Everyone at the Table: the secret to donating 1,800 tons of food

Movement supported by iFood benefited thousands of people across the country

One in four people in Brazil has less food on the table than they need for the day, according to a research carried out by Datafolha in March 2022. And more than half (55%) of Brazilians are affected by some degree of food insecurity, according to last survey carried out by the Brazilian Research Network on Food Sovereignty and Security (Rede Penssan), at the end of 2020.

“We are going through a serious humanitarian crisis, and there is a lack of public policies for food security in the country. An alternative to reducing hunger in Brazil today is the mobilization of the private sector for the redistribution of food”, comments Alcione Silva, founder and CEO of ConnectingFood, a social impact business that takes surplus food from industry, retail, distributors and restaurants to social organizations and food banks to be donated.

This was how more than 1,800 tons of food were donated across the country by All at the Table movement. Launched in the last quarter of 2021, this initiative brings together iFood, Connecting Food, Bauducco, Carrefour Brasil, Danone, Camil, DPA, M. Dias Branco, Nestlé and Lopes Supermercados.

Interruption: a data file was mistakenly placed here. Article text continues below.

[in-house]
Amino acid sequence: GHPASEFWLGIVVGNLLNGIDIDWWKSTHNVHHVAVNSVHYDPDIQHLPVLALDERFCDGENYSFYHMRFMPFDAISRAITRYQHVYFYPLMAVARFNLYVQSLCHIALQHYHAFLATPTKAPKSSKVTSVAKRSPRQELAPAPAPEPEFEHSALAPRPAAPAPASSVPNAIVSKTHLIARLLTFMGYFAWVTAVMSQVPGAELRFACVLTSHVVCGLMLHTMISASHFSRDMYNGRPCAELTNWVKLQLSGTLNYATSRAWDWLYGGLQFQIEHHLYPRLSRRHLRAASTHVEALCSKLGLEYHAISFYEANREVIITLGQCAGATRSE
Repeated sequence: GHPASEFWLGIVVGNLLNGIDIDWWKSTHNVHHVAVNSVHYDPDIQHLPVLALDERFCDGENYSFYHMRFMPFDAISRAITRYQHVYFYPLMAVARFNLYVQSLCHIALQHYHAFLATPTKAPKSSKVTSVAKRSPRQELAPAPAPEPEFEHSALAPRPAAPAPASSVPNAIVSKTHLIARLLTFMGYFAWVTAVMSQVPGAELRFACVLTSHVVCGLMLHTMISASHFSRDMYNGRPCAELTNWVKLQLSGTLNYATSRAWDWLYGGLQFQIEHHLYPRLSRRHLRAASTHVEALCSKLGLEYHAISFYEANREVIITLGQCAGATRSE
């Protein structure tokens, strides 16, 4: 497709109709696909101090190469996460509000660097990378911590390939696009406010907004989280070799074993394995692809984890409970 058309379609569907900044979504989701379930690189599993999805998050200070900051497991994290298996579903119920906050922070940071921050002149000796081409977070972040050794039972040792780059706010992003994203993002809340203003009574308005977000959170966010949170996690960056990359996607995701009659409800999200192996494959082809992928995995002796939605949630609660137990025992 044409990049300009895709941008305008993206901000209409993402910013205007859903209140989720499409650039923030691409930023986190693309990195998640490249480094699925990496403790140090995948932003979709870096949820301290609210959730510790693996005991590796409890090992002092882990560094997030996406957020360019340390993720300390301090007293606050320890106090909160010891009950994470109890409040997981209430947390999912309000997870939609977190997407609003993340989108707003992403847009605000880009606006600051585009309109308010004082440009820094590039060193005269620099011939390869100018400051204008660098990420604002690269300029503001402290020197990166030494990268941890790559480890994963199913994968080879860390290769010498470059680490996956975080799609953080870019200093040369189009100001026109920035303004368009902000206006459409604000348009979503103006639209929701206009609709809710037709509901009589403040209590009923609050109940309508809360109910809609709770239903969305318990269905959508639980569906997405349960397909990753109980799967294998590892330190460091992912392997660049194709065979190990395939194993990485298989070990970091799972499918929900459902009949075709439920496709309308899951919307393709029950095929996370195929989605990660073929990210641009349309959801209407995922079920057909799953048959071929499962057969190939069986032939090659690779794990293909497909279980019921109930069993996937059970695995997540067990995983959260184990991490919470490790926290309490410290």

“We want to involve more industries and retailers in this initiative, and we are open to welcoming new partners to further increase the positive impact of this movement”, says João Barreto, Sustainability Director at iFood. 

The food redistribution formula is simple: identify in companies the amount of surplus food — which has lost its commercial value but is suitable for human consumption —, implement a donation process and take it to civil society organizations or food banks. food so that it can be donated safely across the country.

What can be donated?

In the industry, for example, donations come from products that are usually left over when there is a failure in production or packaging, when the order is canceled by the customer or when food is close to its expiration date and there is no more time to reach it. retail. “These foods are generally sent to food banks, which redistribute them”, explains Alcione.

In retail, fruits and vegetables are changed daily, so imperfect or overripe foods are discarded, even if they are fit for consumption. What will not be used, therefore, can be donated. “Fruits and vegetables represent 90% of wasted food”, comments Alcione. “In retail, donations tend to be made daily, to reach people faster.”

Any company can donate surplus food, as long as it is not expired or spoiled. If before there was no law authorizing or regulating donations, since April 2020 the Law 14,016 brings the rules for this and exempts food donors from civil or legal liability for the donation. “It is possible to donate in a safe, controlled way, following all well-established health and legal standards”, says Alcione.

Want to know more or participate in Todos à Mesa? Access the site of the movement!

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